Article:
In Slate’s Arrested Development TV Club, two fans will IM about each episode of Season 4 once they finish watching it. Today copy editor Miriam Krule and contributor Seth Stevenson discuss Episode 7, “Colony Collapse.”
Miriam Krule: We’re almost at the halfway mark, so I was happy, really relieved, to finally have a Gob episode after a bit too much Michael and George Sr. I guess here’s where I have to fess up that I’ve seen all 15 episodes and just rewatched Episode 7 so we could chat about it. I know I enjoyed this episode much more the second time. But keeping everyone separate for so many episodes seems like a cheap tactic for such a creative show. Where are you in your AD binging?
Seth Stevenson: Oh, hi Miriam. I didn’t notice you there. I thought you were hair.
I’m only up to Episode 7. I haven’t peeked ahead yet. But it’s become clear that the more episodes I watch, the funnier the series becomes. I’d grown increasingly antsy as I watched the first couple of episodes. I wasn’t laughing much, and it felt like they meandered with little comedic payoff. As the in-jokes pile up, though—and repeat, and repeat again seven to 12 more times—the humor level seems to ascend exponentially. It’s sort of a brute force plus persistence approach to comedy.
Krule: Watching this episode I realized that Gob was the character I missed the most—and the one who seems the most like the character I remember from the “original series,” which is also a relief. We have similar themes: marriages he knows nothing about, failed tomb illusions, forget-me-nows, Tony Wonder, and the return of Ann and Steve Holt! Steve Holt! looks a bit different (which got a nice meta nod in the episode) but I was kind of shocked by the sharp deterioration of Mae Whitman’s acting.
Stevenson: I will hear nothing bad about Mae Whitman! Gob and Buster have always been, for me, the two most purely hilarious characters—the ones who can turn any line reading, any setup, into comedy platinum. So I was delighted we at last get a heavy dose of Will Arnett. But the highlights of this episode for me were, as always, the tiny, delicious details. A few to get started with:
- Tony Wonder’s gay magic act. “I’m here! I’m queer! Now I’m over here!”
- The club “and” owned by Jeremy Piven. (Which is an almost insanely untethered meta-joke that plays solely off the credits sequence of a different long-departed sitcom.)
- And of course all the evangelical TV programming. I’m setting my DVR for And As It Is Such So Also As Such Is It Unto You.
What stood out for you?
Krule: I think my favorite gimmick was the subtle note left on the bathroom mirror. I missed it the first time, even without taking a forget-me-now: “Hey Joe/ withabee/ Fun nite/ PS I have sifulus :(” A jab at his name always works—we got another one at the bar when he’s talking about his Biblical homonym—but now with a reference to his confusing bee colony. I’m still trying to figure out what’s going on with that—who would want a bee as a gift?
Stevenson: It occurs to me that binge-watching this season sort of feels like I’ve been caught in a “roofie circle.” It’s tough sometimes to remember what I’ve seen before, what’s new info, and how it all connects.
Krule: It had the potential to get old, but I also loved the ultimate “her?” joke: the venue where Gob and Ann didn’t get married was called the church of the Holy Eternal Rapture.
Are you still humming “Get Away”? It’s been stuck in my head (how can I make that MY ringtone?), though, if we’re talking about his entourage, I could have used more JBJ. Why have Jean-Ralphio if you’re not going to let him rap?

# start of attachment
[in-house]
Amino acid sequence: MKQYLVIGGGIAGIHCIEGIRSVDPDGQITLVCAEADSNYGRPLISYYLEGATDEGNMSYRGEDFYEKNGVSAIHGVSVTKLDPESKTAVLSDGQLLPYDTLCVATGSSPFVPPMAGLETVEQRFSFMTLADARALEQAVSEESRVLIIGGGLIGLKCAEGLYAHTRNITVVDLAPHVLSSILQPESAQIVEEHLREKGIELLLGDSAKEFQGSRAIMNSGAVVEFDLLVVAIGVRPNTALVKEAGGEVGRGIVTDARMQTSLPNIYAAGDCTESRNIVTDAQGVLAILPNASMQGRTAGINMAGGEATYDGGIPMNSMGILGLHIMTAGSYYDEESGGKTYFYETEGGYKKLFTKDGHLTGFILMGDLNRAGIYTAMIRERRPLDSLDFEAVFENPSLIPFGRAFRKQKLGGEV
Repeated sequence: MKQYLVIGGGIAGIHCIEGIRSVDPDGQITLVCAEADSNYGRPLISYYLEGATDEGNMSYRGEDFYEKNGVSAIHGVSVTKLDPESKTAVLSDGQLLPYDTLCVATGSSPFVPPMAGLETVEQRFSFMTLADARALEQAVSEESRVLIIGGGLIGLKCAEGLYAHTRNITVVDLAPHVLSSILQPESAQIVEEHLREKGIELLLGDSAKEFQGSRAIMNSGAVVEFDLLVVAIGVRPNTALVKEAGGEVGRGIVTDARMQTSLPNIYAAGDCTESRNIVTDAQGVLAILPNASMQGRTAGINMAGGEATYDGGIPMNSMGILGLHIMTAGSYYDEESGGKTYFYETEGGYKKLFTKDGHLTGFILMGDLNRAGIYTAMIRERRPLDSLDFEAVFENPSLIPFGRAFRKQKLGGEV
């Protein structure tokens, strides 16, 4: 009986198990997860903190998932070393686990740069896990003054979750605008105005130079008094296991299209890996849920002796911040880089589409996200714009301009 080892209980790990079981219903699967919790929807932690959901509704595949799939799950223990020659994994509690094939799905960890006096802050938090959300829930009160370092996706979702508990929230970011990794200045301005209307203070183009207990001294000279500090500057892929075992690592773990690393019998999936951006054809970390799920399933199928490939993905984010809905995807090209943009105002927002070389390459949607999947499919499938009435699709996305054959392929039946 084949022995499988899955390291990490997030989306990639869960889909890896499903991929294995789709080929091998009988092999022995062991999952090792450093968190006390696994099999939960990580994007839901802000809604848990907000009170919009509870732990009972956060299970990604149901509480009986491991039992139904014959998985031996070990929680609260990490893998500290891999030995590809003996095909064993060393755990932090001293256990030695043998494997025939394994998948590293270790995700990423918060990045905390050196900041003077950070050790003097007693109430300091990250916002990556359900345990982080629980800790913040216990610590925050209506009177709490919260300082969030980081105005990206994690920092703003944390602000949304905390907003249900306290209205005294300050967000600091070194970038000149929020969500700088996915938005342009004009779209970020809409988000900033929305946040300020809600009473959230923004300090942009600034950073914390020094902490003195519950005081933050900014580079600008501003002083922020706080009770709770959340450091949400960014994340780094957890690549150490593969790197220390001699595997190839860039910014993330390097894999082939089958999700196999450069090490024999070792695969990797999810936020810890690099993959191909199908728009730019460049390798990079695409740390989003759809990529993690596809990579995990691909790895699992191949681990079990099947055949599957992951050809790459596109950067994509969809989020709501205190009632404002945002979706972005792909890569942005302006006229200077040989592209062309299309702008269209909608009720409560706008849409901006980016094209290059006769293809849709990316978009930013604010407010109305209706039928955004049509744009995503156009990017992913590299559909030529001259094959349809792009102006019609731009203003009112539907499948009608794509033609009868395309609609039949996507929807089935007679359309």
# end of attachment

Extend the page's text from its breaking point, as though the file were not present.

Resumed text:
Stevenson: Agreed on Jean-Ralphio. Criminally underused. And the whole entourage bit left me a little cold, actually. Yes, it created conditions necessary to pull off the wacky and fulfilling Jeremy Piven nightclub signage gag. But other than that, what joys did it really offer? I’d have preferred to watch Gob spend more time with the other Bluths. Or just do “mice-ellaneous” magic tricks—you know, mouse in purse, mouse in drink.
Were you satisfied with the return of … Steve Holt! And gratified that he shows up in Gob’s cell phone contacts as “Steve Holt!”?
Krule: It took me a few minutes (and a few more minutes “something-ing” it) to come to terms with the fact that it was really him. It felt like some kind of vindictive former nerd wanted to get back at all the popular jocks from high school by giving them a receding hairline and having them own a pest control business.
Speaking of “mice-ellaneous” things, did you catch the earnestness with which Gob rebuked Tobias for his suggestion that he could do rabbit-to-mice? That can’t be done!
Stevenson: Of course, Miriam. We all know rabbit-to-mice can’t be done. Stupid. Now, you’ve got some mice to scoop out of the sea.
We seem to agree that some of these complex plot machinations feel rather superfluous. This episode ran 35 minutes, which is an eternity for an absurdist screwball show that depends on pure velocity for half its appeal. Way too many mildly funny bits got drawn out until they were barely funny at all. I think the season might have benefited from some 22-minute discipline.
Also, in the first three seasons, it felt like the recurring gags accumulated and crested naturally, as the show evolved. In this format—show created all at once, then released into the wild—the recurring gags feel a smidge less organic.
But amid this carping, I wish to emphasize: With each episode I watch, the season grows on me and becomes ever more delightful. There is a payoff when you pay your dues here.
And when you pay close attention. During a fleeting glimpse of a TV report about how much people dislike magicians, the crawl was a message that in-flight magazines are only available in-flight—and not to passengers in bulkhead seats. The Easter eggs have been hidden with love, and are well worth finding.
Okay. Are we good? ARE WE GOOD?
Krule: There it is! I got my Yes!